What’s really damaging the Reef? Tracing the origin and fate of the environmentally detrimental sediment

Stephen Lewis
Led by: Dr Stephen Lewis, JCU


Project Summary

Recent research has shown that only a portion of the fine sediment fraction delivered from rivers draining into the Great Barrier Reef Lagoon (GBRL) reaches coral reefs and seagrass meadows. The specific sources of this sediment, which affects the health of corals and seagrasses, are as yet unresolved. This project will, for the first time characterise and trace the origin(s) and fate of this environmentally detrimental sediment using samples collected in flood plumes and during resuspension events. This will enable direct spatial targeting of the sources of this material to achieve maximum benefits to GBR health from catchment management actions.


Project Publications
Final Report
Journal Article
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Media Release


Project Videos


Problem Statements


Recent research tracing the sources of sediments exported from the mouth of the larger rivers draining into the Great Barrier Reef Lagoon (GBRL) including the Burdekin, Normanby, Fitzroy, Johnstone and Herbert Rivers, have identified both the dominant erosion processes and sources of the sediment. This work has provided important knowledge on specific areas contributing higher sediment yields; however the transport, fate and impacts of recently delivered catchment sediments within the GBRL have received less attention. The available data show that most (>80%) of the sediment load from rivers is deposited and largely retained near the river mouth with a much smaller proportion transported further afield; this sediment fraction has certain properties (i.e. particle size, clay mineralogy, organic content) which allow it to be transported greater distances in the marine environment where it can reach coral reefs and seagrass meadows. Furthermore this sediment is likely to be more easily resuspended and influence water clarity along the inner shelf of the GBR over both short (flood plume) and longer (months following plume) timeframes. Unfortunately, little data exist on this ‘environmentally detrimental sediment’ and its within-catchment origin is unknown. If its origin were known targeted catchment works could be used to reduce these specific sediment sources.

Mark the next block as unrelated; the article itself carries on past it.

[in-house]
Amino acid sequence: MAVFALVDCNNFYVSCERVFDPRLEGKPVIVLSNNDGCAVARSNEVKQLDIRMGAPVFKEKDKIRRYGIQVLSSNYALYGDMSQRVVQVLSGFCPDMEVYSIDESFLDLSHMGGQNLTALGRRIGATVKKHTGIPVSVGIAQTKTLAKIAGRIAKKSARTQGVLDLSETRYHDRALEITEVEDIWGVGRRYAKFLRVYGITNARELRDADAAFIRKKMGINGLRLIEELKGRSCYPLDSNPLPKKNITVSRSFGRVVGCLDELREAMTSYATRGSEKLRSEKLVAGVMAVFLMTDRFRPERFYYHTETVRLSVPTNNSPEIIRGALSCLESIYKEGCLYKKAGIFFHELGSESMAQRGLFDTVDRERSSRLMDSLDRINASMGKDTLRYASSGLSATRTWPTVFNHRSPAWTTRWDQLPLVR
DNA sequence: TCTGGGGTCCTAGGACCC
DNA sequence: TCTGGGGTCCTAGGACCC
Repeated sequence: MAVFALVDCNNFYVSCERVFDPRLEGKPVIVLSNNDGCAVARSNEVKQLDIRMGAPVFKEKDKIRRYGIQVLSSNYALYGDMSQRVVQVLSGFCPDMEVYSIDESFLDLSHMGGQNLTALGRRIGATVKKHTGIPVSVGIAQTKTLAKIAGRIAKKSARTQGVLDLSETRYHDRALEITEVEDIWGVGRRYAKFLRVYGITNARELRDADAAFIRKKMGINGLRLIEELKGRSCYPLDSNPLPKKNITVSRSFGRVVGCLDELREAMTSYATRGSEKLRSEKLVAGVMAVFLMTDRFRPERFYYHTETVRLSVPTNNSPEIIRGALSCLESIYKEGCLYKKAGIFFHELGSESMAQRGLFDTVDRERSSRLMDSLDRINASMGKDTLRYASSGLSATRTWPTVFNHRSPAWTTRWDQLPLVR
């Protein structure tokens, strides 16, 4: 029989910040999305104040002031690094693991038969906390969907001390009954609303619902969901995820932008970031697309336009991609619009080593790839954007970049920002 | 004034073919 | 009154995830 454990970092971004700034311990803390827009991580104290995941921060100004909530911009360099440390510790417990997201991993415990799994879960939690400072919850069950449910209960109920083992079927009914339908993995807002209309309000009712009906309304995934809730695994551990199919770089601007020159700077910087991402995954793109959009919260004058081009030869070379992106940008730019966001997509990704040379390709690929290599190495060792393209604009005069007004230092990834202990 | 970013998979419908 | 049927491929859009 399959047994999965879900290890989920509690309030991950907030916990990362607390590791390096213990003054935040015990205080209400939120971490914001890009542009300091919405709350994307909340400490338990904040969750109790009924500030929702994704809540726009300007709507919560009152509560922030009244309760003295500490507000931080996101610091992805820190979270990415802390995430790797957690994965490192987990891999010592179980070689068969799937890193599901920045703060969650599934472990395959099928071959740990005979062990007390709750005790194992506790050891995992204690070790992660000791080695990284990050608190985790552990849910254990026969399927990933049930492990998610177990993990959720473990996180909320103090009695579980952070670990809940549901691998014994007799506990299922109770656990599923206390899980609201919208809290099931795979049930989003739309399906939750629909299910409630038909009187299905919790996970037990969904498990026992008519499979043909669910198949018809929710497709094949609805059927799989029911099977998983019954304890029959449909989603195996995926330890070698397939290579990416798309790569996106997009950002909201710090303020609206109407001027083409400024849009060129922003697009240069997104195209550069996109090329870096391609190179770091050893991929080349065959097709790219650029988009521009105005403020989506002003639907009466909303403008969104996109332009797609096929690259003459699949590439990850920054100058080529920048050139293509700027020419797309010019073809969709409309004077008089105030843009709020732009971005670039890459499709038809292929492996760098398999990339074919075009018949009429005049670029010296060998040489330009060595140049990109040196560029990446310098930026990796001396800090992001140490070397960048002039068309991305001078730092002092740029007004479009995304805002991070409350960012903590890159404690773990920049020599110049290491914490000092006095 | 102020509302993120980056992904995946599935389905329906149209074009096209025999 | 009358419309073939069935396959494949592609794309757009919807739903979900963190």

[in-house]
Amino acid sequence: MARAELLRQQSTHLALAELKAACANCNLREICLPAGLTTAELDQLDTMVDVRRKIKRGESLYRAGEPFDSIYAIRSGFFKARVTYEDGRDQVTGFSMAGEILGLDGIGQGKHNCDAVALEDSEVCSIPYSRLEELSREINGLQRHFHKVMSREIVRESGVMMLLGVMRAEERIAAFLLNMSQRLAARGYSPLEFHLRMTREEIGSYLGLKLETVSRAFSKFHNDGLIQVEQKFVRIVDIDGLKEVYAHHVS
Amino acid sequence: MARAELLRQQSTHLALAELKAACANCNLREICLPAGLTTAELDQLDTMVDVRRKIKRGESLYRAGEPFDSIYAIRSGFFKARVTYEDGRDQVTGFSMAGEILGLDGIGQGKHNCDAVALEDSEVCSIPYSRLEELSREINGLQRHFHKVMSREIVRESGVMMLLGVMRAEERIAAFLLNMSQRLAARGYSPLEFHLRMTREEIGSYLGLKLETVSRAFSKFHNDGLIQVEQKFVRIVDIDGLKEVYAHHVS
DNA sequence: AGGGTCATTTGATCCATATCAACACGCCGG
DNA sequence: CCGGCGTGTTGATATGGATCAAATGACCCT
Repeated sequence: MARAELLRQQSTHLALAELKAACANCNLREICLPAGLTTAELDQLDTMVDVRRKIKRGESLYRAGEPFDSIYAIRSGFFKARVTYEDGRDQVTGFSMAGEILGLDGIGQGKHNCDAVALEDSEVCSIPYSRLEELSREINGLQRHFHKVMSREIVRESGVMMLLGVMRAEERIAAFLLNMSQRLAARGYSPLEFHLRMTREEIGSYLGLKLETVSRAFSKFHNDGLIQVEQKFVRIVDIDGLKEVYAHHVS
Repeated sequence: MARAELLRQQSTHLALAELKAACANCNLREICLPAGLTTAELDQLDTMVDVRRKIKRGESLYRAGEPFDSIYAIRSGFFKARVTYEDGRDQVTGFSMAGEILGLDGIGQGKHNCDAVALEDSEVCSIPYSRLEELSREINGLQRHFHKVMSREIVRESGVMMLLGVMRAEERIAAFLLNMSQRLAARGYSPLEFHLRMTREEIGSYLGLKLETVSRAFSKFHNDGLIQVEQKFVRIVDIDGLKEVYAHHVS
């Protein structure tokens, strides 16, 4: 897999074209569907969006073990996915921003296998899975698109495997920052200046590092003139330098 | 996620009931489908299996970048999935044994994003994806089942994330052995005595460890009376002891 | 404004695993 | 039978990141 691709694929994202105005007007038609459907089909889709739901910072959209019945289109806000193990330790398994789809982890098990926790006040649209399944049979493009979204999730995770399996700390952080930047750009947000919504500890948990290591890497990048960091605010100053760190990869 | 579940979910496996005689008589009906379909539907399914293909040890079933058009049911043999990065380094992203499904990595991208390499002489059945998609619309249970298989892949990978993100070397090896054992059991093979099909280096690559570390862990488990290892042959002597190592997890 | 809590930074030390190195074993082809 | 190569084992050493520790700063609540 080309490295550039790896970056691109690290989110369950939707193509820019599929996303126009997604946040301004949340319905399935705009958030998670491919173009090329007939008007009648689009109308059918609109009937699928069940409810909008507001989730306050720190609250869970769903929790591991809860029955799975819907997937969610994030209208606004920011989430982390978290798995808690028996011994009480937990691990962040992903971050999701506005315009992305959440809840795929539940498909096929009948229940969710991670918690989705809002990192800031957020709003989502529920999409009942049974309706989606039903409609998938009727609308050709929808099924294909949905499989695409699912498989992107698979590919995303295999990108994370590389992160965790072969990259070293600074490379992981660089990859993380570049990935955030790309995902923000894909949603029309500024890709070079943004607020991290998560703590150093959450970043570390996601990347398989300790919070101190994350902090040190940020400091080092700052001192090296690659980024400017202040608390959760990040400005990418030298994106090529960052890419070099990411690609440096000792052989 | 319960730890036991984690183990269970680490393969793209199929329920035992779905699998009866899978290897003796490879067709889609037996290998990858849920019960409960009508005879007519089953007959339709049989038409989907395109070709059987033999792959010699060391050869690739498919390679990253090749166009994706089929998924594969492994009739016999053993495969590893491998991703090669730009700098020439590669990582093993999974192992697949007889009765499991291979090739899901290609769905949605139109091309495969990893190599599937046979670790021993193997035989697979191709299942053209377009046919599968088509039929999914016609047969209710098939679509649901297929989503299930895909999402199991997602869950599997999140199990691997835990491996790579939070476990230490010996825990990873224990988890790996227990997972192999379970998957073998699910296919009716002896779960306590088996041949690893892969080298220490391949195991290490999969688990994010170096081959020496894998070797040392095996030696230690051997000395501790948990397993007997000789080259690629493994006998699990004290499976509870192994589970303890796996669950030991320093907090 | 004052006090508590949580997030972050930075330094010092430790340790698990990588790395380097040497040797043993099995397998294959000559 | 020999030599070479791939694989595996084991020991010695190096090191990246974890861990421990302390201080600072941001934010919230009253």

How Research Addresses Problem

We will characterise the physical, biogeochemical and isotopic composition of suspended sediment samples from flood plumes and resuspension events. This characterisation will Alignment with NESP Research Priorities enable us to trace the within-catchment source of the sediments and give insight into the various sediment and nutrient transformations that occur as fine clay-sized sediment moves from ‘catchment to reef’. This project will test our hypothesis that the composition of newly delivered clay-sized sediment to the GBRL changes during transport, deposition and resuspension, with increasing importance of the biological component. Newly designed sediment traps that for the first time allow for collection of sediment in resuspension events will be utilised. Particle size, clay mineralogy, biogeochemical and isotopic characteristics of the analysed samples will be used to identify the ‘most environmentally detrimental sediment’ in terms of transportability and nutrient bioavailability. The organic component of the floc aggregates will also be characterised to determine if they are of catchment or marine origin and how they change during successive resuspension events. Combined with existing sediment tracing data from the catchments, this new information will then be used to identify the origin of this problematic sediment so that catchment management priorities can be further refined. In addition to providing critical information for targeting catchment sources of environmentally detrimental sediment, this work also has significant applicability to port management and dredging as it examines the changing sedimentary nature of resuspension events throughout the year

Alignment with NESP Research Priorities

1b) Determining the source and marine fate of environmentally relevant sediments.

1a) Local scale identification of priority contaminant export loss (hot spots) for better targeting of on-ground works and extension activity.

4b) Quantify sediment transport pathways and water quality over relevant timeframes to better understand interactions with, and contributions to, the broader catchment inputs within the GBR.


Project Keywords

Sediment floc aggregates; Sediment tracing; Resuspension; Turbidity; Flood plume.


Project Funding

This project is jointly funded through JCU, GU, DEHP, DSITI and the Australian Government’s National Environmental Science Programme.


Project Map

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